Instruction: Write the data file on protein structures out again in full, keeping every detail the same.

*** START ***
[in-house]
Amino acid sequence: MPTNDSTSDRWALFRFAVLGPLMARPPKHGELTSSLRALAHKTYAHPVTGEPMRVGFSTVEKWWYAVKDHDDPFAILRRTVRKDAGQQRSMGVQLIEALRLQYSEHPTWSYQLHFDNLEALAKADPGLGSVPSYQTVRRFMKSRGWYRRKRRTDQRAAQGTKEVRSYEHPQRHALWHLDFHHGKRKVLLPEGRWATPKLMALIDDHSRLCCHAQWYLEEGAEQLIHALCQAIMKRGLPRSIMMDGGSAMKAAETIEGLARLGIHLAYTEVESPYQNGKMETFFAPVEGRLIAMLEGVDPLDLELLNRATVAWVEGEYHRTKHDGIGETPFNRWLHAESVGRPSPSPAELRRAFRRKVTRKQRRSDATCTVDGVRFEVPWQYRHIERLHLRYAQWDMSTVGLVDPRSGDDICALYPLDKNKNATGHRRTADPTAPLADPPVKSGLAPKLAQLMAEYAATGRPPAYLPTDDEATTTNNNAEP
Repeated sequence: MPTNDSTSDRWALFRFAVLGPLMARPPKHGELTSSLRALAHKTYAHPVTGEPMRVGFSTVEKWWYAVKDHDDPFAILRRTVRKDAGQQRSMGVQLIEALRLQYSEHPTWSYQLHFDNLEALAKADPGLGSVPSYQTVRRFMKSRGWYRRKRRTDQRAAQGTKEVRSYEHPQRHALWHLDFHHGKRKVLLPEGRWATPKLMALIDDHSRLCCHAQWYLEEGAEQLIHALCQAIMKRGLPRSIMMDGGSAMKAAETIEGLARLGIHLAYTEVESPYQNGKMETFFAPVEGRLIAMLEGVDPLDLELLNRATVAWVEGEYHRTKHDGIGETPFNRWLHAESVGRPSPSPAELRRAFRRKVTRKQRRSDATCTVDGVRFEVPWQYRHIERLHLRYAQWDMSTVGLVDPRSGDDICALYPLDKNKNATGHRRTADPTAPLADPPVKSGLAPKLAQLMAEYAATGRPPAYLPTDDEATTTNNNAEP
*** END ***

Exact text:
[in-house]
Amino acid sequence: MPTNDSTSDRWALFRFAVLGPLMARPPKHGELTSSLRALAHKTYAHPVTGEPMRVGFSTVEKWWYAVKDHDDPFAILRRTVRKDAGQQRSMGVQLIEALRLQYSEHPTWSYQLHFDNLEALAKADPGLGSVPSYQTVRRFMKSRGWYRRKRRTDQRAAQGTKEVRSYEHPQRHALWHLDFHHGKRKVLLPEGRWATPKLMALIDDHSRLCCHAQWYLEEGAEQLIHALCQAIMKRGLPRSIMMDGGSAMKAAETIEGLARLGIHLAYTEVESPYQNGKMETFFAPVEGRLIAMLEGVDPLDLELLNRATVAWVEGEYHRTKHDGIGETPFNRWLHAESVGRPSPSPAELRRAFRRKVTRKQRRSDATCTVDGVRFEVPWQYRHIERLHLRYAQWDMSTVGLVDPRSGDDICALYPLDKNKNATGHRRTADPTAPLADPPVKSGLAPKLAQLMAEYAATGRPPAYLPTDDEATTTNNNAEP
Repeated sequence: MPTNDSTSDRWALFRFAVLGPLMARPPKHGELTSSLRALAHKTYAHPVTGEPMRVGFSTVEKWWYAVKDHDDPFAILRRTVRKDAGQQRSMGVQLIEALRLQYSEHPTWSYQLHFDNLEALAKADPGLGSVPSYQTVRRFMKSRGWYRRKRRTDQRAAQGTKEVRSYEHPQRHALWHLDFHHGKRKVLLPEGRWATPKLMALIDDHSRLCCHAQWYLEEGAEQLIHALCQAIMKRGLPRSIMMDGGSAMKAAETIEGLARLGIHLAYTEVESPYQNGKMETFFAPVEGRLIAMLEGVDPLDLELLNRATVAWVEGEYHRTKHDGIGETPFNRWLHAESVGRPSPSPAELRRAFRRKVTRKQRRSDATCTVDGVRFEVPWQYRHIERLHLRYAQWDMSTVGLVDPRSGDDICALYPLDKNKNATGHRRTADPTAPLADPPVKSGLAPKLAQLMAEYAATGRPPAYLPTDDEATTTNNNAEP